Wrestling Match

What guts he had, the Dago lad
Who fought that Frenchman grim with guile;
For nigh an hour they milled like mad,
And mauled the mat in rare old style.
Then up and launched like catapults,
And tangled, twisted, clinched and clung,
Then tossed in savage somersaults,
And hacked and hammered, ducked and swung;
And groaned and grunted, sighed and cried,
Now knotted tight, now springing free;
To bend each other's bones they tried,
Their faces crisped in agony. . . .

Then as a rage rose, with tiger-bound,


Written for my Son ... upon his Master's First Bringing in a Rod

OUR master, in a fatal hour,
Brought in this Rod, to shew his pow'r.
O dreadful birch ! O baleful tree !
Thou instrument of tyranny !
Thou deadly damp to youthful joys !
The sight of thee our peace destroys.
Not Damocles, with greater dread,
Beheld the weapon o'er his head.

That sage was surely more discerning,
Who taught to play us into learning,
By graving letters on the dice :
May heav'n reward the kind device,
And crown him with immortal fame,


Worry About Money

Wearing worry about money like a hair shirt
I lie down in my bed and wrestle with my angel.

My bank-manager could not sanction my continuance for another day
But life itself wakes me each morning, and love

Urges me to give although I have no money
In the bank at this moment, and ought properly

To cease to exist in a world where poverty
Is a shameful and ridiculous offence.

Having no one to advise me, I open the Bible
And shut my eyes and put my finger on a text


Wisdom

(Proverbs, viii. 22-31)

"Ere God had built the mountains,
Or raised the fruitful hills;
Before he fill'd the fountains
That feed the running rills;
In me from everlasting,
The wonderful I am,
Found pleasures never wasting,
And Wisdom is my name.

"When, like a tent to dwell in,
He spread the skies abroad,
And swathed about the swelling
Of Ocean's mighty flood;
He wrought by weight and measure,
And I was with Him then:
Myself the Father's pleasure,


Woman And War

We women teach our little sons how wrong
And how ignoble blows are; school and church
Support our precepts and inoculate
The growing minds with thoughts of love and peace.
‘Let dogs delight to bark and bite, ’ we say;
But human beings with immortal souls
Must rise above the methods of the brute
And walk with reason and with self-control.

And then – dear God! you men, you wise, strong men,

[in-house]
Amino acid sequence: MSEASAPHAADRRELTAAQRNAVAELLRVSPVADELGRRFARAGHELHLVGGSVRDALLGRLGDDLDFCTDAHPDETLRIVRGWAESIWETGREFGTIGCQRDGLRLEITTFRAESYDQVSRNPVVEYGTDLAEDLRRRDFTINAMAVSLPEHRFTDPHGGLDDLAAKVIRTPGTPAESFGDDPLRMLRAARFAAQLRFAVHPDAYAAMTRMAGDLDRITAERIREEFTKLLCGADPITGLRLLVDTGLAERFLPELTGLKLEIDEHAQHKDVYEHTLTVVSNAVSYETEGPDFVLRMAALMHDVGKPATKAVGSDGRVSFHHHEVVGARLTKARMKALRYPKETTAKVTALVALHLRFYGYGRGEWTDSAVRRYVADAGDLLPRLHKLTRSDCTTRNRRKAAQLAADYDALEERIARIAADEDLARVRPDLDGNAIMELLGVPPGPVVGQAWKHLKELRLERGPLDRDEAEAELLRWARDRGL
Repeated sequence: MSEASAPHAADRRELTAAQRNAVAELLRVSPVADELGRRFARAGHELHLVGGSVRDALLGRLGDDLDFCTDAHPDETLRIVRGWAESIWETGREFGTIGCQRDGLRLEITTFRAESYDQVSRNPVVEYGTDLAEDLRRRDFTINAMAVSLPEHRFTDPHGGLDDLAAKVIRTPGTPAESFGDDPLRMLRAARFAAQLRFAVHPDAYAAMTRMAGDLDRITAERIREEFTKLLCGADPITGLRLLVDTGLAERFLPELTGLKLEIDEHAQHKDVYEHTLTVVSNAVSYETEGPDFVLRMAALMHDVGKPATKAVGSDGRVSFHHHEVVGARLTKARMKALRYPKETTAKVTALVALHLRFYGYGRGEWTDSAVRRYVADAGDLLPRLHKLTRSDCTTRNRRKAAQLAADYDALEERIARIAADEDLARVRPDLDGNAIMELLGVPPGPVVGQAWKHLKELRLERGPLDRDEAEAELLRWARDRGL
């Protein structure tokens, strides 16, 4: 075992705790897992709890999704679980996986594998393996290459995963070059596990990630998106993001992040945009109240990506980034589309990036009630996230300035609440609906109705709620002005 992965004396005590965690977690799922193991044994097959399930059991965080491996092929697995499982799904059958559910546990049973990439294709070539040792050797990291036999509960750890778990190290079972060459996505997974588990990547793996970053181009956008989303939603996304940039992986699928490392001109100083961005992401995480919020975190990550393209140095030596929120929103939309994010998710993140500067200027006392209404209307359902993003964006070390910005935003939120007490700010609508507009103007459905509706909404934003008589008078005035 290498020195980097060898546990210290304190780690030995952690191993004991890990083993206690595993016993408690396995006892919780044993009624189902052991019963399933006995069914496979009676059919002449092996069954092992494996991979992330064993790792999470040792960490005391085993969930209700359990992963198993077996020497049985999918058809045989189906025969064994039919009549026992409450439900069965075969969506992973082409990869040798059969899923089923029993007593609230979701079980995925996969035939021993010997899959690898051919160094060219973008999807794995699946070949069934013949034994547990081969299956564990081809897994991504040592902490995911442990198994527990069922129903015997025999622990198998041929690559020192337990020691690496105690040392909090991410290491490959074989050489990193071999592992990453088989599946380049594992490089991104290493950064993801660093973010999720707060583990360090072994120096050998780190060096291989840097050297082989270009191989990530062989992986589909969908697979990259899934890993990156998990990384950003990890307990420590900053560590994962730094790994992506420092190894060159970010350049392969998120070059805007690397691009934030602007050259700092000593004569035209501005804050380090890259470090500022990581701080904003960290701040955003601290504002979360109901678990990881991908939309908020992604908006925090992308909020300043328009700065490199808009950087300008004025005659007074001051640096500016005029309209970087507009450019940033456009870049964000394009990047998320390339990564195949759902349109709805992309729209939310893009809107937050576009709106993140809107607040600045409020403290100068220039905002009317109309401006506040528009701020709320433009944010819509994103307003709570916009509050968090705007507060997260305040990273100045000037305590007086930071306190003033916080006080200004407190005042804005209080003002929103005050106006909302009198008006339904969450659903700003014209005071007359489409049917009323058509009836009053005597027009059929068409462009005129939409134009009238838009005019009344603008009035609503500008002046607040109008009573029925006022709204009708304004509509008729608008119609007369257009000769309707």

Our self-announced superiors in brain,
Our peers in judgement, you go forth to war!
You leap at one another, mutilate


Wonder

How like an angel came I down!
How bright are all things here!
When first among his works I did appear
O how their glory me did crown!
The world resembled his eternity,
In which my soul did walk;
And ev'ry thing that I did see
Did with me talk.

The skies in their magnificence,
The lively, lovely air;
Oh how divine, how soft, how sweet, how fair!
The stars did entertain my sense,
And all the works of God, so bright and pure,
So rich and great did seem,
As if they ever must endure


wishes for sons

i wish them cramps.
i wish them a strange town
and the last tampon.
I wish them no 7-11.

i wish them one week early
and wearing a white skirt.
i wish them one week late.

later i wish them hot flashes
and clots like you
wouldn't believe. let the
flashes come when they
meet someone special.
let the clots come
when they want to.

let them think they have accepted
arrogance in the universe,
then bring them to gynecologists
not unlike themselves.


Wisdom of Hafiz the Philosopher Takes to Racing

My son, if you go to the races to battle with Ikey and Mo,
Remember, it's seldom the pigeon can pick out the eye of the crow;
Remember, they live by the business; remember, my son, and go slow.
If ever an owner should tell you, "Back mine" -- don't you be such a flat.
He knows his own cunning no doubt -- does he know what the others are at?
Find out what he's frightened of most, and invest a few dollars on that.

Walk not in the track of the trainer, nor hang round the rails at his stall.


Winter Journey Over The Hartz Mountain

Like the vulture
Who on heavy morning clouds
With gentle wing reposing
Looks for his prey,--
Hover, my song!

For a God hath
Unto each prescribed
His destined path,
Which the happy one
Runs o'er swiftly
To his glad goal:
He whose heart cruel
Fate hath contracted,
Struggles but vainly
Against all the barriers
The brazen thread raises,
But which the harsh shears
Must one day sever.

Through gloomy thickets
Presseth the wild deer on,
And with the sparrows


Winter Complaint

Now when I have a cold
I am careful with my cold,
I consult a physician
And I do as I am told.
I muffle up my torso
In woolly woolly garb,
And I quaff great flagons
Of sodium bicarb.
I munch on aspirin,
I lunch on water,
And I wouldn’t dream of osculating
Anybody’s daughter,
And to anybody’s son
I wouldn’t say howdy,
For I am a sufferer
Magna cum laude.
I don’t like germs,
But I’ll keep the germs I’ve got.
Will I take a chance of spreading them?


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